This is because the HIPAA privacy rule offers protections and legal recourse for a patient who’s had their health data mishandled – and any HIPAA violations can severely sanction your medical practice and open you up to lawsuits. To prevent this from happening, practices need to implement official procedures and guidelines to follow regarding the release of medical documents, especially if copies are being made and distributed to other people aside from the patient.
One way to protect yourself from litigation is to always ask if the requesting party has patient authorization to retrieve the medical information they’re asking for and to make a record of everyone who is involved in this transfer of information. Because there’s very little that you can do once you’ve handed over the paper record, making meticulous notes about the people involved in the data transfer can potentially shield you from any lawsuits if the data you released was compromised in some way.
While these steps aren’t the be-all and end-all to making sure a patient’s medical history isn’t compromised, it’s an excellent start for any practice looking to improve its data protection and security against unauthorized access. You can refine or improve on these steps in your own practice if time and budgets allow, but the spirit of these guidelines must be strictly followed.
Paper records can be protected in a variety of ways by a medical practice, but their ultimate flaw – that they’re physical copies of data – can be extremely difficult to solve long-term. To counteract these limitations when it comes to data security, most medical practices and institutions have increasingly switched to electronic record-keeping software and systems, which offer a variety of benefits over manual record-keeping.
There are several advantages that your practice can enjoy once you make the switch to electronic records:
The first significant benefit to switching to an electronic record system is the ease that your staff will be able to enjoy when updating a patient’s chart. In particular, an electronic medical record (or EMR) software effectively digitizes your patient charts, allowing them to be updated in real-time and cross-referenced with other similar electronic records.
This also makes the issue of tracking changes and authorized access much easier to manage, as electronic logs will be automatically generated whenever someone makes a change to the medical record. This improves both the processing of the patient and the quality of their care, as multiple staff members can examine, make changes, and overall monitor the patient without having to worry about jostling each other for room on the record.
For patients that are transferred into or out of your healthcare facility, an electronic health record (or EHR) system is the best way to ensure that every part of their previous and ongoing treatments is properly logged for the departing and incoming medical staff. While the electronic form of this particular health record doesn’t exempt it from HIPAA privacy rules, it becomes easier to both disseminate and track medical records released to requesting parties without having to constantly ask for verification from either them or your client.
This ease of transfer can also help your practice if there are specialists or specific wards in your healthcare facility that a patient will need to cycle through. By keeping an electronic record of their journey through your treatment facilities, your medical staff can easily consult any essential health data between transfers to ensure that everyone is on the same page with the care of your patient.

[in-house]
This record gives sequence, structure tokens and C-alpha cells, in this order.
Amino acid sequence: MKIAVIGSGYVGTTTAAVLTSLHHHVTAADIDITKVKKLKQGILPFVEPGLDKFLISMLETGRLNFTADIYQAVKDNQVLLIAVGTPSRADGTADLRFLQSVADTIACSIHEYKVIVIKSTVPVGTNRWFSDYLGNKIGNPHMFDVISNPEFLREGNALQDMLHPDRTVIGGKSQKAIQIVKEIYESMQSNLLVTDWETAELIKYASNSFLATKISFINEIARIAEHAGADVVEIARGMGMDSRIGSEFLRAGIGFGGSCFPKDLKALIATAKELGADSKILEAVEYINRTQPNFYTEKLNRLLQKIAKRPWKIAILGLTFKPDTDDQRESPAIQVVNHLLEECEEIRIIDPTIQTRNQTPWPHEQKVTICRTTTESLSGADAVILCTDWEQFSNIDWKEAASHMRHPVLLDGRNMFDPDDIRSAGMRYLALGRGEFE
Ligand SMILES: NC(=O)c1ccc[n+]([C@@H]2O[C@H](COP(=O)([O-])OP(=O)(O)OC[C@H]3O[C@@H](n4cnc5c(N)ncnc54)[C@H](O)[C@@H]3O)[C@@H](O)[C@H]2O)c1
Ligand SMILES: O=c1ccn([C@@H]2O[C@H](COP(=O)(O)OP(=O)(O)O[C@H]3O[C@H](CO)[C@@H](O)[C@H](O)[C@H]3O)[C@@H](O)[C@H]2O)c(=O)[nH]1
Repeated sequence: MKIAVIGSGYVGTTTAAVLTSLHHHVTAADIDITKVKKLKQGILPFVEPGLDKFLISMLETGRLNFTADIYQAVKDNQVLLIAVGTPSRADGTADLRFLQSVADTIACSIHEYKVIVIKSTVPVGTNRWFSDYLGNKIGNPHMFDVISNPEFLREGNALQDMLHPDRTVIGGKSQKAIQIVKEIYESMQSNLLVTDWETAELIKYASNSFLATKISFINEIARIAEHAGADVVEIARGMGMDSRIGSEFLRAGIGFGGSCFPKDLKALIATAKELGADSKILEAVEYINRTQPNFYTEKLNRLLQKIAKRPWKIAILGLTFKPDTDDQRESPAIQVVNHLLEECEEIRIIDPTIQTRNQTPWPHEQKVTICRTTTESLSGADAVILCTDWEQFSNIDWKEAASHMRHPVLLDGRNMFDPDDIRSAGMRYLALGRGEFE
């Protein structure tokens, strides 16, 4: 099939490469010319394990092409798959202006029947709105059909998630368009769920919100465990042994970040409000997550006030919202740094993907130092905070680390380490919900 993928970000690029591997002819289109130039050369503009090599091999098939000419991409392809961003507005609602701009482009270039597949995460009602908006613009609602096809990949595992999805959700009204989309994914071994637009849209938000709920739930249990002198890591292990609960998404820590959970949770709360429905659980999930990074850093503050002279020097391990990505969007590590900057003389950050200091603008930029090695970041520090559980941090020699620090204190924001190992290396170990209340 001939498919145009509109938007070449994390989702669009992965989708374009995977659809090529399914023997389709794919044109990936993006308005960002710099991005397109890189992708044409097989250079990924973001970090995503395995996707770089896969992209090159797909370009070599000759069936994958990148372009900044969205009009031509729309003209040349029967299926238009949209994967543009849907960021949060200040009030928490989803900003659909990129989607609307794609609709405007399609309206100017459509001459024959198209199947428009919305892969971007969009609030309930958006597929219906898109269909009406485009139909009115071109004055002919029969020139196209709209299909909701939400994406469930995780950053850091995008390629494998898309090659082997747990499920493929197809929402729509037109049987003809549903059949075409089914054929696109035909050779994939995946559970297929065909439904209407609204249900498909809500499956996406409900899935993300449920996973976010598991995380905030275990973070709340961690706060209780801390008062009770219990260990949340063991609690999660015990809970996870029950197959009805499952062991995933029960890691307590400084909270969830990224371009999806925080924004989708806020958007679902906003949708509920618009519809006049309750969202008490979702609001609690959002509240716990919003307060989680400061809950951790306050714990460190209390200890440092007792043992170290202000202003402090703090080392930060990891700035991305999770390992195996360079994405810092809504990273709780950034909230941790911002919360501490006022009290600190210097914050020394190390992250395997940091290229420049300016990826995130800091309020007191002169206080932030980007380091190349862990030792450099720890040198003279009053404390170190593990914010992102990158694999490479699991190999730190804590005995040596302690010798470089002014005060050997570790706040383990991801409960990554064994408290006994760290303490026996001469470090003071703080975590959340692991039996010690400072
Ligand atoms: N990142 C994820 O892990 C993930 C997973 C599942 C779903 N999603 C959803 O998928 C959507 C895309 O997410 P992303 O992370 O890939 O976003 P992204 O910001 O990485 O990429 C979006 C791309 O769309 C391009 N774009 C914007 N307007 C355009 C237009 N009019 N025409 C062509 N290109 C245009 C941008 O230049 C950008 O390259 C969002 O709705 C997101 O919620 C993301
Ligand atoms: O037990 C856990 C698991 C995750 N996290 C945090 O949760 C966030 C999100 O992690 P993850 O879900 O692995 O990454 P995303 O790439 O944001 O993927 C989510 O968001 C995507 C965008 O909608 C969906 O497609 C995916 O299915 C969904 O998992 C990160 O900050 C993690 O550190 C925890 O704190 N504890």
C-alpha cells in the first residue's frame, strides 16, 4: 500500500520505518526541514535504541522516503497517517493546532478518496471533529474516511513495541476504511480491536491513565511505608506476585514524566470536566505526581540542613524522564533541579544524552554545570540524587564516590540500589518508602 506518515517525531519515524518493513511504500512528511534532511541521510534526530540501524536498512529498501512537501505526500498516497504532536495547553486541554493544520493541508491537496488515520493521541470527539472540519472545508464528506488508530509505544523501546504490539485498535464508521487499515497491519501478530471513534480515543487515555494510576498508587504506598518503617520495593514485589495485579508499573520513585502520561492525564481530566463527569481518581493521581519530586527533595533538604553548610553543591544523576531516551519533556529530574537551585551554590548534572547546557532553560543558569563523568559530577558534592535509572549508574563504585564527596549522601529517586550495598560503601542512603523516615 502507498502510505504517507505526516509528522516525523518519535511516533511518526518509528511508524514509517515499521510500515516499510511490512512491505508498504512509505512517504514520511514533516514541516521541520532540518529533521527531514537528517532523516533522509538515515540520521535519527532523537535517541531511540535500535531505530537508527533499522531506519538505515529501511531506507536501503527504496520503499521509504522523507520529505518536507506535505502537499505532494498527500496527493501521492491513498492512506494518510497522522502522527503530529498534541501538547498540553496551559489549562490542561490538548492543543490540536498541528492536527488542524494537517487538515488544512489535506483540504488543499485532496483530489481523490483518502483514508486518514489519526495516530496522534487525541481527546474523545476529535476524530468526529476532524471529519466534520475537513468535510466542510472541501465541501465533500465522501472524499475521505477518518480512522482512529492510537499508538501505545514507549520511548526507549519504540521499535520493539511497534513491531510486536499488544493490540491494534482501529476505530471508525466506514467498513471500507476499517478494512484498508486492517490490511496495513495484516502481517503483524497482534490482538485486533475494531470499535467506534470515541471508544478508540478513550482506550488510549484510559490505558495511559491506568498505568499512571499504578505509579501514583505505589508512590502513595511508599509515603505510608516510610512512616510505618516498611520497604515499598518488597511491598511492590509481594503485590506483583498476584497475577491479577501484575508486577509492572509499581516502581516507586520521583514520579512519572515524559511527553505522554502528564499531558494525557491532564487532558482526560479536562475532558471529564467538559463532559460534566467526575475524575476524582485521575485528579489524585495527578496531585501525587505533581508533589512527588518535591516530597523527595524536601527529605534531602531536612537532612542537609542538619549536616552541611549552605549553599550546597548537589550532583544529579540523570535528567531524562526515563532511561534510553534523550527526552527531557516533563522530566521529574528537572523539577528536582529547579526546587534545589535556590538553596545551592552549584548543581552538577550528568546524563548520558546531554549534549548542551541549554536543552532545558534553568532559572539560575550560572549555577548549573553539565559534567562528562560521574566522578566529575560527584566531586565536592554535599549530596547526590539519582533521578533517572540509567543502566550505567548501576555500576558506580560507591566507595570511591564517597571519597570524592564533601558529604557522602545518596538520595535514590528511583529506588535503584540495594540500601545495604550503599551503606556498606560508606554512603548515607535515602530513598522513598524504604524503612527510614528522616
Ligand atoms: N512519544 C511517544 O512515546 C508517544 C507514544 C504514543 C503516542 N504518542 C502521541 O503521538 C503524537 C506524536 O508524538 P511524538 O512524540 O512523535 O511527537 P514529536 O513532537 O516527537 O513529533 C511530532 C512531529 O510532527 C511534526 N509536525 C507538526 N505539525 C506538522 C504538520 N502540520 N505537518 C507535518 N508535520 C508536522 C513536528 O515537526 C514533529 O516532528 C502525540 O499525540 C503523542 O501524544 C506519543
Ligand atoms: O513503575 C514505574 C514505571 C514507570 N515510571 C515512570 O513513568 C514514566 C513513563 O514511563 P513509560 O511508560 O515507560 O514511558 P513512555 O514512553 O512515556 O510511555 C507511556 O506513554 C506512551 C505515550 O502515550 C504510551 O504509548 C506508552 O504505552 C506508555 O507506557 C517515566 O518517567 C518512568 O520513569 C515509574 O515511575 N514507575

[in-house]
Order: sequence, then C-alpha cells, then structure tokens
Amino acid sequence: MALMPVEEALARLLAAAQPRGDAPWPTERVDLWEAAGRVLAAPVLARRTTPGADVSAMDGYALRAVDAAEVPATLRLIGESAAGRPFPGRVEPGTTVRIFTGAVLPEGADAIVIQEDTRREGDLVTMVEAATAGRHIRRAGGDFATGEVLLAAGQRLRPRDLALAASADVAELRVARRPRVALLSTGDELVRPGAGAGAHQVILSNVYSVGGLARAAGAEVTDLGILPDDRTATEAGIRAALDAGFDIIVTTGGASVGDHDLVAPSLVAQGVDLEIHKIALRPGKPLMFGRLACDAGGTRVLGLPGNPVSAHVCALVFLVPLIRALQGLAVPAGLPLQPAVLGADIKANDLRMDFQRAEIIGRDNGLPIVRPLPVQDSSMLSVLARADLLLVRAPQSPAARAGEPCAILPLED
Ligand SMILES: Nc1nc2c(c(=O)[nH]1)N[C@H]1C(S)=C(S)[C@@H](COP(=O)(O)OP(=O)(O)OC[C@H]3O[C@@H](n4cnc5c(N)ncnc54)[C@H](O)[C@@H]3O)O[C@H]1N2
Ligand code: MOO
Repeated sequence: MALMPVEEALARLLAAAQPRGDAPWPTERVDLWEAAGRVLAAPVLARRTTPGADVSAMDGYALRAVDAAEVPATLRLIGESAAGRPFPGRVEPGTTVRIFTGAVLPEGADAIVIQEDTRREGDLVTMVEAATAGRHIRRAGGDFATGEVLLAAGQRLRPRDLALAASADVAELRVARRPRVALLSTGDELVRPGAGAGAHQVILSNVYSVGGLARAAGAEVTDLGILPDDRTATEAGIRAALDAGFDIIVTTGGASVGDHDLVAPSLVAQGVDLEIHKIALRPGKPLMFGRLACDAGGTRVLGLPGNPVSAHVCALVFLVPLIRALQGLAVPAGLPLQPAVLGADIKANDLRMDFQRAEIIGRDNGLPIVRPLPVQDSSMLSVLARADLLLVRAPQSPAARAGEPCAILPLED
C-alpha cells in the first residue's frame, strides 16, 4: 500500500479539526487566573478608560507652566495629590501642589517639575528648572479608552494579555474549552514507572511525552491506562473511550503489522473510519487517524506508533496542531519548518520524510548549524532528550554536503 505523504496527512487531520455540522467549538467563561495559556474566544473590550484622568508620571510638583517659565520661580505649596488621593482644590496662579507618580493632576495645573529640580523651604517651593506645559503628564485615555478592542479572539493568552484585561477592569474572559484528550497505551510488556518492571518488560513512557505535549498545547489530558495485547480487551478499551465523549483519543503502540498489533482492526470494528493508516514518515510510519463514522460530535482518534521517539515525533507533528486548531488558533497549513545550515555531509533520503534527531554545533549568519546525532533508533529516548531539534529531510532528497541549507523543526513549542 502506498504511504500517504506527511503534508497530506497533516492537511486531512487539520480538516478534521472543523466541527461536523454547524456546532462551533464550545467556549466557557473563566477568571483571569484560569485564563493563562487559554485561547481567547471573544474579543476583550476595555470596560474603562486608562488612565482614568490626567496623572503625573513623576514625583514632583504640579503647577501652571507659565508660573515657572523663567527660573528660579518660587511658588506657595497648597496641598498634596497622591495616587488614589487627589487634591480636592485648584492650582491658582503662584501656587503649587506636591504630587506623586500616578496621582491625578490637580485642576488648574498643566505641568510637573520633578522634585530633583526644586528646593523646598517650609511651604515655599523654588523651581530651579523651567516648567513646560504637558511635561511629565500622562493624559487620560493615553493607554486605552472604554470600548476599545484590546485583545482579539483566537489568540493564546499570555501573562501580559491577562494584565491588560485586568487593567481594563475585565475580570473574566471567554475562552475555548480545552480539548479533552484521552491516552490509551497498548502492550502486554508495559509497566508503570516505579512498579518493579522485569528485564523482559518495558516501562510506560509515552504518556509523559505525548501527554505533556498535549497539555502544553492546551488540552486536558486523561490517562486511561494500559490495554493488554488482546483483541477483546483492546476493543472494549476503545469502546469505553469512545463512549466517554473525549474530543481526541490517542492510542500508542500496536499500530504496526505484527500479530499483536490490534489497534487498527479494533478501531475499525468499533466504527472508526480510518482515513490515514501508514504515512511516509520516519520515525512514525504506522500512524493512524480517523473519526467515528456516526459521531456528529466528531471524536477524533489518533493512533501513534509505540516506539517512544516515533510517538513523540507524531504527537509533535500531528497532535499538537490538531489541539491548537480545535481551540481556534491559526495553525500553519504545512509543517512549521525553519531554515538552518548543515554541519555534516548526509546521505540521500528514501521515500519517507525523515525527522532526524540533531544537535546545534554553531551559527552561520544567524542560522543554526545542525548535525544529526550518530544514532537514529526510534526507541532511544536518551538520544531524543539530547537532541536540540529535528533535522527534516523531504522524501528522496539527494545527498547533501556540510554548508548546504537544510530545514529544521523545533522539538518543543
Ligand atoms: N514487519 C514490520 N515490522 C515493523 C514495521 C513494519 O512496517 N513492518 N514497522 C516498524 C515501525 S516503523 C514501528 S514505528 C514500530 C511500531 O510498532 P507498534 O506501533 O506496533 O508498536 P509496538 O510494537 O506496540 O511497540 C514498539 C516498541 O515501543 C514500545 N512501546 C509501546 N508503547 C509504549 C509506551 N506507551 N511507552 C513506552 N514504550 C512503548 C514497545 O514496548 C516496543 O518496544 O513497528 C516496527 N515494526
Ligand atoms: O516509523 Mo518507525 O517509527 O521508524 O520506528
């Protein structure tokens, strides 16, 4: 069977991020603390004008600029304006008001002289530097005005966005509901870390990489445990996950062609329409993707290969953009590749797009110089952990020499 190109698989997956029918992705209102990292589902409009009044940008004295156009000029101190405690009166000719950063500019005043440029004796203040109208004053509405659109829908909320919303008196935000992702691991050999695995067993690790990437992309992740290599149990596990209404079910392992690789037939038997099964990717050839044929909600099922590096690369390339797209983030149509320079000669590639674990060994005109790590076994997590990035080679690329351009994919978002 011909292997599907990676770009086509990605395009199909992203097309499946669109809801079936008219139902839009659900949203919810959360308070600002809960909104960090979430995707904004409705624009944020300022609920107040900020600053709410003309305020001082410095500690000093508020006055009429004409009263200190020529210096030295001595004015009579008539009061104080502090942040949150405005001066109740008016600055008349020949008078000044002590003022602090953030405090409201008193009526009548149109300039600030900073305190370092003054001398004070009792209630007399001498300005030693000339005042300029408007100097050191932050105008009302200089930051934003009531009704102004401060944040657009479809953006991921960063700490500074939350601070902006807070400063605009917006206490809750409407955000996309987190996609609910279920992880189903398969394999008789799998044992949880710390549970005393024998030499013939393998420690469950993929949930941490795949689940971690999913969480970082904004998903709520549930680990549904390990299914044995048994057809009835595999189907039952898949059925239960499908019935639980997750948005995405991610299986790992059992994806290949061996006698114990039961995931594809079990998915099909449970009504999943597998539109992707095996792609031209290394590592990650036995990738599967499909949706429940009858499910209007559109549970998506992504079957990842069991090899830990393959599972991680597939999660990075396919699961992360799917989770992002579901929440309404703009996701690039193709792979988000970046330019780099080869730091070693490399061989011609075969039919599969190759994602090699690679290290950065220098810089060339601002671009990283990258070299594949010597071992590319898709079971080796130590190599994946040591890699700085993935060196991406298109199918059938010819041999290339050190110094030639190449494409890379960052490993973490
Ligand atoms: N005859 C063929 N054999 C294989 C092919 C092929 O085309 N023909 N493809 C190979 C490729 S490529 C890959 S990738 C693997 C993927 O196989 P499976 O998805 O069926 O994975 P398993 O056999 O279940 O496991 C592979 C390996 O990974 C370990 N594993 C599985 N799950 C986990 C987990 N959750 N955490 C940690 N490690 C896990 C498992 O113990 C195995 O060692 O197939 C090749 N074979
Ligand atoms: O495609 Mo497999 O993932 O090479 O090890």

Finally, an electronic record can make it more difficult for any unauthorized personnel to gain access to medical records while simultaneously keeping them accessible for those who do have authorization. Since you’re not dealing with physical documents that can be changed, altered, or stolen, security becomes easier to manage without having to invest significant time and resources on physical safeguards. By using a platform that guarantees data security while keeping ease of access, you’re better equipped to improve patient confidentiality while keeping your own operations relatively smooth.
With electronic records, you now have access to powerful and useful features such as end-to-end encryption, cloud storage, and multi-layered protection to help safeguard your patient data. And while these protections are certainly robust, they don’t get in the way of any authorized access. This removes the problem of physically locating, unlocking, and withdrawing any physical medical records, with the added versatility and freedom of access from any authorized device.
Of course, you should keep in mind that there will be some hurdles in the implementation of an electronic record system into your practice – and your system will only be as good as the provider that you obtain it from. But a medical practice or institution that can successfully integrate a platform for their medical records is well-equipped to survive the demands of today’s increasingly data-driven world.
Healthcare records are some of the most important pieces of patient data that a health care provider or medical practice can ever handle, and it's your responsibility to use robust security measures and safeguards to make sure that no unauthorized person gains access to patient medical records. By using electronic medical records instead of paper documents, any healthcare organization is better equipped to handle protected health information with confidentiality.
Calysta EMR has extensive experience in providing records management services to any health provider with its EMR software and EHR systems. By using electronic records of patient information, any healthcare provider can improve their patient confidentiality and reduce the likelihood of a data breach for important documents. For more information about how our electronic record systems can help keep a patient's health record safe, contact us today for a consultation.